Sometimes the hazards to your ears are clear: a roaring jet engine or loud equipment. When the hazards are intuitive and logical, it’s easy to get people on board with practical solutions (which normally include wearing earmuffs or earplugs). But what if there was an organic compound that was as bad for your hearing as too much noise? Simply because something is organic doesn’t always mean it’s good for you. But how is possible that your ears could be damaged by an organic substance?
An Organic Compound You Don’t Want to Eat
To be clear, we’re not talking about organic things like produce or other food products. According to recent (and some not-so-recent) research published by European scholars, chemicals known as organic solvents have a good chance of damaging your hearing even with minimal exposure. To be certain, the type of organic label you see on fruit in the supermarket is totally different. As a matter of fact, the word “organic” is utilized by marketers to make consumers think a product isn’t harmful for them. When food is designated as organic, it means that certain growing practices are implemented to keep food from having artificial pollutants. The term organic, when related to solvents, is a chemistry term. Within the discipline of chemistry, the word organic refers to any chemicals and compounds that have bonds between carbon atoms. Carbon atoms can produce all kinds of unique molecules and, therefore, a large number of different useful chemicals. But at times they can also be harmful. Millions of workers each year handle organic solvents and they’re frequently exposed to the dangers of hearing loss as they do so.
Where do You Find Organic Solvents?
Some of the following products contain organic solvents:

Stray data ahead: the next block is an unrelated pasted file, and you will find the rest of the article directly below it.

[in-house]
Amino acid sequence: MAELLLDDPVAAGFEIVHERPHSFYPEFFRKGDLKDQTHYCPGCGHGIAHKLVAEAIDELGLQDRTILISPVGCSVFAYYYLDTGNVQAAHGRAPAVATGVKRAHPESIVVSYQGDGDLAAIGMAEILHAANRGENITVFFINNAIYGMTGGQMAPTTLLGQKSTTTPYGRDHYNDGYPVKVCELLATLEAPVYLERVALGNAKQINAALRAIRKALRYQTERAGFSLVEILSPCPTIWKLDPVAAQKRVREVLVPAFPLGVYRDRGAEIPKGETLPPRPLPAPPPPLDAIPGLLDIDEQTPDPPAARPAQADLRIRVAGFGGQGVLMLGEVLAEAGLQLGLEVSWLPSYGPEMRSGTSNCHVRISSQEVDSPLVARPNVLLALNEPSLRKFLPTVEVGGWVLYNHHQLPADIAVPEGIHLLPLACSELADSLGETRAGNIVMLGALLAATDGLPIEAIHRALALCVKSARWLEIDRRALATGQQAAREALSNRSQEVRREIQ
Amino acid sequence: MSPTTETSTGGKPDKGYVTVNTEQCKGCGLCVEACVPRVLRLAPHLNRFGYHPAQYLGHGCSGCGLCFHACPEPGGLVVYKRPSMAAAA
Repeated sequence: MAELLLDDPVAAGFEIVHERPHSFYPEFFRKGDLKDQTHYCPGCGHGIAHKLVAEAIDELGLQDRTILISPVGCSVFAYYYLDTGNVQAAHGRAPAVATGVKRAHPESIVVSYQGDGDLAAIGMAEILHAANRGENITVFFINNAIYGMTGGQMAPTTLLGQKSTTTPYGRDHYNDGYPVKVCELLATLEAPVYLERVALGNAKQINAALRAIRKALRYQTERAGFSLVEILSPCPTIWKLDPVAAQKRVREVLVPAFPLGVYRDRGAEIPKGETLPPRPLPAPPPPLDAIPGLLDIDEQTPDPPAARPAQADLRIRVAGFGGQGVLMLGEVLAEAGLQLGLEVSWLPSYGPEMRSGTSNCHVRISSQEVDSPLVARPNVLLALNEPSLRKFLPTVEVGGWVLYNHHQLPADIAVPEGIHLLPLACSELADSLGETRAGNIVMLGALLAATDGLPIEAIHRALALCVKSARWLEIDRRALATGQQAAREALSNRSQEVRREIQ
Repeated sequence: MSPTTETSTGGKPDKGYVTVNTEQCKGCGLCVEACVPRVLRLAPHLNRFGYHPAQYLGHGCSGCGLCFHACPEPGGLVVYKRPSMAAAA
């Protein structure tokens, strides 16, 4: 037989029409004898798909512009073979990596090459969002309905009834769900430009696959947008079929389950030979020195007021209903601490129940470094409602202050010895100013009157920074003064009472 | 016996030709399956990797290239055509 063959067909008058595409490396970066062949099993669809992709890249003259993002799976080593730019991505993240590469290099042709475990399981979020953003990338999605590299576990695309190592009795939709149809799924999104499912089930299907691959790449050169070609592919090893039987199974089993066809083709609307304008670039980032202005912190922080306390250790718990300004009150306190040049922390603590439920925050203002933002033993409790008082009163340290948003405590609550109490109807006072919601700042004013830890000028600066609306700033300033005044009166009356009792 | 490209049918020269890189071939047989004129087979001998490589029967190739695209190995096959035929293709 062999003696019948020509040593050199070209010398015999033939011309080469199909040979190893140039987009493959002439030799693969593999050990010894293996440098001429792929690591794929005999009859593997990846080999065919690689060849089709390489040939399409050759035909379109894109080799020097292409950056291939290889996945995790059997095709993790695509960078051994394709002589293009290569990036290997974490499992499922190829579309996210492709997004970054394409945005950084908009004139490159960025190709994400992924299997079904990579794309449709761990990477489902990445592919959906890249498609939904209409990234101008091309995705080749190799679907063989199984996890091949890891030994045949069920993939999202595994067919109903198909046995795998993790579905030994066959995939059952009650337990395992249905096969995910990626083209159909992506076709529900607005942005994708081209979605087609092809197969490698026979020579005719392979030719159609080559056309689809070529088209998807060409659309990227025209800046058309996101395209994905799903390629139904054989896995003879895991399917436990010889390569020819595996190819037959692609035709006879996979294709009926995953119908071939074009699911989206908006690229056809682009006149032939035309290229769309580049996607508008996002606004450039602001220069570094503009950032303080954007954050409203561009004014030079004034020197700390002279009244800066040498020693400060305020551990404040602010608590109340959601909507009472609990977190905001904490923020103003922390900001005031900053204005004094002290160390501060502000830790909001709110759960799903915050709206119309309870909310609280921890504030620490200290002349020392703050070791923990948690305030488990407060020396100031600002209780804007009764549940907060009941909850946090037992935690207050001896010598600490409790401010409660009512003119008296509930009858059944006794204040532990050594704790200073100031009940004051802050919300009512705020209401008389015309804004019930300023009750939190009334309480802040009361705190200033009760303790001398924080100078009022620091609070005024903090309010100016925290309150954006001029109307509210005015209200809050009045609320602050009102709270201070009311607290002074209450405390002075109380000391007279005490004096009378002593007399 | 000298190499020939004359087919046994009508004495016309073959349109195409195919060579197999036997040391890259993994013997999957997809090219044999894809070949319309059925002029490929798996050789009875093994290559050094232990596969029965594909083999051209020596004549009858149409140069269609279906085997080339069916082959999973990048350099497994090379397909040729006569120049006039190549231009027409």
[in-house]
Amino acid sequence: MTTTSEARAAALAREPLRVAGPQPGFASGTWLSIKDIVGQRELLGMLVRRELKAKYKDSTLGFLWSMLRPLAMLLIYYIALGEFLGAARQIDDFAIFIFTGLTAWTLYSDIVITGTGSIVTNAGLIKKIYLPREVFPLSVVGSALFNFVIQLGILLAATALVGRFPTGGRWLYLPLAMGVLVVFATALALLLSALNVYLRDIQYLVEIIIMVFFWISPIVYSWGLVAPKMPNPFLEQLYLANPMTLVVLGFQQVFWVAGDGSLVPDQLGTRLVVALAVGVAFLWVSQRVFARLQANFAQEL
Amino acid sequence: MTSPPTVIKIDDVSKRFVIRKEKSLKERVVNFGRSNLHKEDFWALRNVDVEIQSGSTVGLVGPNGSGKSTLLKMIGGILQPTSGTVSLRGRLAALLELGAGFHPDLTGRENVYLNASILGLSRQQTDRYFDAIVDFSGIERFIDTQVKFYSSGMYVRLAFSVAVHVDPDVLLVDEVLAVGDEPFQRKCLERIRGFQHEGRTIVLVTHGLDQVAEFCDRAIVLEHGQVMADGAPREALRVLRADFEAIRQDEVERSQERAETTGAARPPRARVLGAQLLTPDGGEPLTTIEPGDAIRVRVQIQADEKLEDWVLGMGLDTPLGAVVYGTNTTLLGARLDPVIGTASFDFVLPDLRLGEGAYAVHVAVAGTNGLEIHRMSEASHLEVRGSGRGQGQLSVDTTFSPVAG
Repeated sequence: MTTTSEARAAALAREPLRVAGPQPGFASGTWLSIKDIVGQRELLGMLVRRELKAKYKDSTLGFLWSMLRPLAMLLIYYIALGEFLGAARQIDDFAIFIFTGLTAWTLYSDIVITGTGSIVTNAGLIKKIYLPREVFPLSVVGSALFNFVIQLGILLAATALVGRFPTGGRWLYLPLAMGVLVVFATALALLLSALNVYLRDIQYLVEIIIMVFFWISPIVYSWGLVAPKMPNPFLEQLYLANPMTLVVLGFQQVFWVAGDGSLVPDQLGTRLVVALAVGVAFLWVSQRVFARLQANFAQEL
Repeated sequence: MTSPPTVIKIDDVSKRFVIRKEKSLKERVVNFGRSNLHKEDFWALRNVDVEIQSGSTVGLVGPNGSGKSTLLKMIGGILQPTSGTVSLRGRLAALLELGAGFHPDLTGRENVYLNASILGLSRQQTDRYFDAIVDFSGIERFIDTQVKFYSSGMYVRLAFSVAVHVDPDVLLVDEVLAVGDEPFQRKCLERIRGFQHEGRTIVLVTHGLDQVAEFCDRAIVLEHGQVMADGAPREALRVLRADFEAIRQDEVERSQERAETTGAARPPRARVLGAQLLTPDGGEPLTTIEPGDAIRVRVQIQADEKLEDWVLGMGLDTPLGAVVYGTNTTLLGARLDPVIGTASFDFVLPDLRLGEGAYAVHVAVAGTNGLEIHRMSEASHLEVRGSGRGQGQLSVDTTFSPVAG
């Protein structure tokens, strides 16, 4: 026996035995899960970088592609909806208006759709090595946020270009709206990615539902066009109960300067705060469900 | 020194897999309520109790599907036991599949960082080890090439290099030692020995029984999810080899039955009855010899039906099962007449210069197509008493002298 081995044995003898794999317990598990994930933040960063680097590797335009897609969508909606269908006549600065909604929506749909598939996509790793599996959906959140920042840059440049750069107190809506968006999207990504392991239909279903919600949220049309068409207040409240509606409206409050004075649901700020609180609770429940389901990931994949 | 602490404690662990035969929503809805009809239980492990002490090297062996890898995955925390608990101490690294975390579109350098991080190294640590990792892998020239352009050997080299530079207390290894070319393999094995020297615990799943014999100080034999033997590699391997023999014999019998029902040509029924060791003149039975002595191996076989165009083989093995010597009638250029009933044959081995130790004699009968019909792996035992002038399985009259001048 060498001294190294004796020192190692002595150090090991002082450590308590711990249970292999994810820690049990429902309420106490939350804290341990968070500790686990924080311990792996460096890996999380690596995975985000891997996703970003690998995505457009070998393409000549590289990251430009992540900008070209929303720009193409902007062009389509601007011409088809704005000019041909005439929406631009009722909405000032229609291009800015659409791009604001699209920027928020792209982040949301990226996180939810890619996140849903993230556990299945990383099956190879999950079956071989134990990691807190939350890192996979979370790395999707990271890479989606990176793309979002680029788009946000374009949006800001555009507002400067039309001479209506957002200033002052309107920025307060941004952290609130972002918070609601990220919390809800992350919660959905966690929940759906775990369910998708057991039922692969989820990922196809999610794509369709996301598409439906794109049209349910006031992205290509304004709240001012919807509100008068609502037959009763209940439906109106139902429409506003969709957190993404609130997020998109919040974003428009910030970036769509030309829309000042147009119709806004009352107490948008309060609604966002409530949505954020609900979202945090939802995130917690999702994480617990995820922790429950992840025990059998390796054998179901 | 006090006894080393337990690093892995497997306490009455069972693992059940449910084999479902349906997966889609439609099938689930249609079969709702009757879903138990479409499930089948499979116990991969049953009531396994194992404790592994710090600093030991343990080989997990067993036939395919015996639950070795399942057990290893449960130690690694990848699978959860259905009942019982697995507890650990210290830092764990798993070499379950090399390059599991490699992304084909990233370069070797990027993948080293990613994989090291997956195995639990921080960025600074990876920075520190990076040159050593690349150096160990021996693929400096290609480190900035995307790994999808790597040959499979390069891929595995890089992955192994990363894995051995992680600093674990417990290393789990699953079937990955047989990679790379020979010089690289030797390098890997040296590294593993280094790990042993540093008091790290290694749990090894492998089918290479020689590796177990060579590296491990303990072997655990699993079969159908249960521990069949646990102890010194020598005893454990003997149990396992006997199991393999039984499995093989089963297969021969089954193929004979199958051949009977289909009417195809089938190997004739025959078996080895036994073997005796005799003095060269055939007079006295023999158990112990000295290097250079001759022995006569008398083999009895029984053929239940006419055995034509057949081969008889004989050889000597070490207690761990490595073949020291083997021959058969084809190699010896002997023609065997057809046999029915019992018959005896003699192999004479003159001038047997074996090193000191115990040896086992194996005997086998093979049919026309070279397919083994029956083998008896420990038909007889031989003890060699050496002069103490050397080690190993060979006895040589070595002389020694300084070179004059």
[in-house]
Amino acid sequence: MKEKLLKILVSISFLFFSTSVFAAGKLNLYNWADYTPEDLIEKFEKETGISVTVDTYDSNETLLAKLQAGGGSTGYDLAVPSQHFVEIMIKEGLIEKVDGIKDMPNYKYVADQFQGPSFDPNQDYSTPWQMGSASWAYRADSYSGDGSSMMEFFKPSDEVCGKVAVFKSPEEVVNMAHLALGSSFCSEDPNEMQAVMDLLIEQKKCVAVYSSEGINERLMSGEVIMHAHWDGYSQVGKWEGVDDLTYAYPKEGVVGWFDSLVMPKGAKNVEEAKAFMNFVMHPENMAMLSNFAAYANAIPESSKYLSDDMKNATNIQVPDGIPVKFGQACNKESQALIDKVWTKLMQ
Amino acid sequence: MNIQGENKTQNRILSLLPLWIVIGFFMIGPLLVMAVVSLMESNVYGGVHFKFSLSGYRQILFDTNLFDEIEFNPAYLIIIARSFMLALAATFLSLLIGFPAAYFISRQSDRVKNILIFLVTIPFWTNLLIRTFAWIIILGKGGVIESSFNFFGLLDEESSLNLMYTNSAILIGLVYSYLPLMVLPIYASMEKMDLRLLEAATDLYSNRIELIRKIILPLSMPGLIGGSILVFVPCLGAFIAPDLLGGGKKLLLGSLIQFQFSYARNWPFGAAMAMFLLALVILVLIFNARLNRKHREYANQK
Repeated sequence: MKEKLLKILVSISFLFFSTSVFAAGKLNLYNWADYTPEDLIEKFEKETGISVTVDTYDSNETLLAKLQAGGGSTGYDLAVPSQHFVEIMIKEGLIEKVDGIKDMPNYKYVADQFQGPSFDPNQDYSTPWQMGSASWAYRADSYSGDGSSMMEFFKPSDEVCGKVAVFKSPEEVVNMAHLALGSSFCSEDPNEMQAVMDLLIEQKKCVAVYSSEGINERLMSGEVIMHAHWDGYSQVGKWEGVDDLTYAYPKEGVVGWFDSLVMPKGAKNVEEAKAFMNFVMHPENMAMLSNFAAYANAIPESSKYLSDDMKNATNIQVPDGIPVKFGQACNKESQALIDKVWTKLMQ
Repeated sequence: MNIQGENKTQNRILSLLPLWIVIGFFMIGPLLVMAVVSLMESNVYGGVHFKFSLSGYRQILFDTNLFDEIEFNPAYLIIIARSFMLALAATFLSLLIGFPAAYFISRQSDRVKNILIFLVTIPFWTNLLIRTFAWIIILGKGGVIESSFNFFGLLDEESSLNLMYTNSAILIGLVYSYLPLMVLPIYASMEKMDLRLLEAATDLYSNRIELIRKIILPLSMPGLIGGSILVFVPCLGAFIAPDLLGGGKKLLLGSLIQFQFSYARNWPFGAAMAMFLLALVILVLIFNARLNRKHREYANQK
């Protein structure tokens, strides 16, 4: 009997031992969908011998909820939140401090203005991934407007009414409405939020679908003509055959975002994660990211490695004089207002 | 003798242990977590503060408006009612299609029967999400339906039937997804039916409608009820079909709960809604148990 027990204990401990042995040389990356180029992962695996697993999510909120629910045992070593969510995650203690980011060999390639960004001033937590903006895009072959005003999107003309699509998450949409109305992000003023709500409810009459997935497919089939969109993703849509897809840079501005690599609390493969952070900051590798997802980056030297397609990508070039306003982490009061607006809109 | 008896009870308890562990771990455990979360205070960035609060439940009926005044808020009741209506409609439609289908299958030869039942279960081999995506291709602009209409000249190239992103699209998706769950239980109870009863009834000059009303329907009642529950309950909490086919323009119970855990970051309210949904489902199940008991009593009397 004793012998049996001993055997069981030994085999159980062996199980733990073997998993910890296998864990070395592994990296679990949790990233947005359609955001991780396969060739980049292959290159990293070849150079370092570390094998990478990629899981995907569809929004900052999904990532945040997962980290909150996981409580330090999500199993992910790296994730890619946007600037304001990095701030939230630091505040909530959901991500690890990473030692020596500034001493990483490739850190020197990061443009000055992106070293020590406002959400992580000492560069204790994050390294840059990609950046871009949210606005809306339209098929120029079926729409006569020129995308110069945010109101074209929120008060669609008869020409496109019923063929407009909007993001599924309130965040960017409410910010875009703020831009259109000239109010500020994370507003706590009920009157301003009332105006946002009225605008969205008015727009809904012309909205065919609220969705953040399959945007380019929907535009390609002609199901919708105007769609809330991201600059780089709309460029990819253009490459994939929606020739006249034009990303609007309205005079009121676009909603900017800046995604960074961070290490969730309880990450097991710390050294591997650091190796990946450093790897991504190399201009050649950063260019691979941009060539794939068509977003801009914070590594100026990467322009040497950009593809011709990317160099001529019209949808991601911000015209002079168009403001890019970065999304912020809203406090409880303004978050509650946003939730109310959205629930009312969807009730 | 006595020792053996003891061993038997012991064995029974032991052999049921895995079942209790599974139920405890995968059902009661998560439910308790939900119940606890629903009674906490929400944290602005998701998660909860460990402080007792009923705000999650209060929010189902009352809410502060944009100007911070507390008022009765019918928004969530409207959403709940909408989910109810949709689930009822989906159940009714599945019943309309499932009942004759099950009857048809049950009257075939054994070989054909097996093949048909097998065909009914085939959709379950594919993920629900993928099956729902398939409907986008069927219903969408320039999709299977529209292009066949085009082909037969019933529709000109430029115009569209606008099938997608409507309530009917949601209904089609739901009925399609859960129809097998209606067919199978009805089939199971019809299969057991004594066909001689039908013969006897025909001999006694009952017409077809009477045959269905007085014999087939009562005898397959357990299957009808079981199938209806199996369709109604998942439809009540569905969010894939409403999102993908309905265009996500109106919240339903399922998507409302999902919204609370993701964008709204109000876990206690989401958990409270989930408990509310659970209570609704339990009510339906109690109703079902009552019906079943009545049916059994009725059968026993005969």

- Degreasing agents
- Paints and varnishes
- Cleaning supplies
- Glues and adhesives
You get the point. So, here’s the question, will painting (or even cleaning) your living room harm your hearing?
Organic Solvents And The Risks Associated With Them
The more you’re exposed to these substances, according to current research, the higher the associated hazard. This means that you’ll probably be fine while you clean your kitchen. The most potent risk is experienced by those with the highest degree of contact, in other words, factory workers who produce or utilize organic solvents on a commercial scale. Ototoxicity (toxicity to the auditory system), has been shown to be linked to subjection to organic substances. This has been shown both in lab experiments using animals and in experiential surveys involving real people. Hearing loss in the mid frequency range can be impacted when the little hair cells of the ear are injured by solvents. Unfortunately, the ototoxicity of these solvents isn’t well known by business owners. These hazards are known even less by workers. So there are insufficient standardized protocols to help protect the hearing of those employees. All workers who deal with solvents could have hearing exams on a regular basis and that would really help. These workers could get early treatment for hearing loss because it would be identified in its beginning phases.
You Have to Work
Most suggestions for protecting your ears from these specific organic substances include controlling your exposure as well as routine hearing tests. But if you expect that advice to be successful, you need to be informed of the risks first. It’s not a problem when the dangers are well known. Everyone recognizes that loud noises can harm your hearing and so taking steps to protect your ears from day-to-day sounds of the factory floor seems logical and obvious. But when the danger is invisible as is the case for the millions of Us citizens who work with organic solvents, solutions can be a harder sell. The good news is, continuing research is helping both employers and employees take a safer approach. Some of the best advice would be to wear a mask and work in a well ventilated spot. Having your hearing checked by a hearing care professional is also a practical idea.